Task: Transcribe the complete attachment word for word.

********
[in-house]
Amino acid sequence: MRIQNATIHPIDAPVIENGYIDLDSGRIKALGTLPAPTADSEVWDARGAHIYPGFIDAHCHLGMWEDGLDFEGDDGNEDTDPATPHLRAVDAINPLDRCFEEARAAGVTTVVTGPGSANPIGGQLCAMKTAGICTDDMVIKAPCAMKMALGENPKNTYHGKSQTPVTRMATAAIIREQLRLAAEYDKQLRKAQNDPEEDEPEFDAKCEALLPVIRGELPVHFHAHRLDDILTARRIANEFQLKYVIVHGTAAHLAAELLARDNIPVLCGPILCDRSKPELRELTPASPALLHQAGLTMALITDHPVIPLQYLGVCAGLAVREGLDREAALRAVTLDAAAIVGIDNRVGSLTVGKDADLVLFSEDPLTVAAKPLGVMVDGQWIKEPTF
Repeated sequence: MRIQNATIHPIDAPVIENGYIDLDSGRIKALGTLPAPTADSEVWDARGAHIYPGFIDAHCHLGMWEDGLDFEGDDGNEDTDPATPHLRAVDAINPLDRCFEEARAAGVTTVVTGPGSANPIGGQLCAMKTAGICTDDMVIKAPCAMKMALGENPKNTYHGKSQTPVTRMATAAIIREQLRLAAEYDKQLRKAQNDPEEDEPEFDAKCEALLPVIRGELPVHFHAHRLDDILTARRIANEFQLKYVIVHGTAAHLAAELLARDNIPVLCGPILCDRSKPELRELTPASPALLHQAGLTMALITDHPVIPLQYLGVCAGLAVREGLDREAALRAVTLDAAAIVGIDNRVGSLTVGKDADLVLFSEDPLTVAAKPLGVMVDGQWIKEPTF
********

[in-house]
Amino acid sequence: MRIQNATIHPIDAPVIENGYIDLDSGRIKALGTLPAPTADSEVWDARGAHIYPGFIDAHCHLGMWEDGLDFEGDDGNEDTDPATPHLRAVDAINPLDRCFEEARAAGVTTVVTGPGSANPIGGQLCAMKTAGICTDDMVIKAPCAMKMALGENPKNTYHGKSQTPVTRMATAAIIREQLRLAAEYDKQLRKAQNDPEEDEPEFDAKCEALLPVIRGELPVHFHAHRLDDILTARRIANEFQLKYVIVHGTAAHLAAELLARDNIPVLCGPILCDRSKPELRELTPASPALLHQAGLTMALITDHPVIPLQYLGVCAGLAVREGLDREAALRAVTLDAAAIVGIDNRVGSLTVGKDADLVLFSEDPLTVAAKPLGVMVDGQWIKEPTF
Repeated sequence: MRIQNATIHPIDAPVIENGYIDLDSGRIKALGTLPAPTADSEVWDARGAHIYPGFIDAHCHLGMWEDGLDFEGDDGNEDTDPATPHLRAVDAINPLDRCFEEARAAGVTTVVTGPGSANPIGGQLCAMKTAGICTDDMVIKAPCAMKMALGENPKNTYHGKSQTPVTRMATAAIIREQLRLAAEYDKQLRKAQNDPEEDEPEFDAKCEALLPVIRGELPVHFHAHRLDDILTARRIANEFQLKYVIVHGTAAHLAAELLARDNIPVLCGPILCDRSKPELRELTPASPALLHQAGLTMALITDHPVIPLQYLGVCAGLAVREGLDREAALRAVTLDAAAIVGIDNRVGSLTVGKDADLVLFSEDPLTVAAKPLGVMVDGQWIKEPTF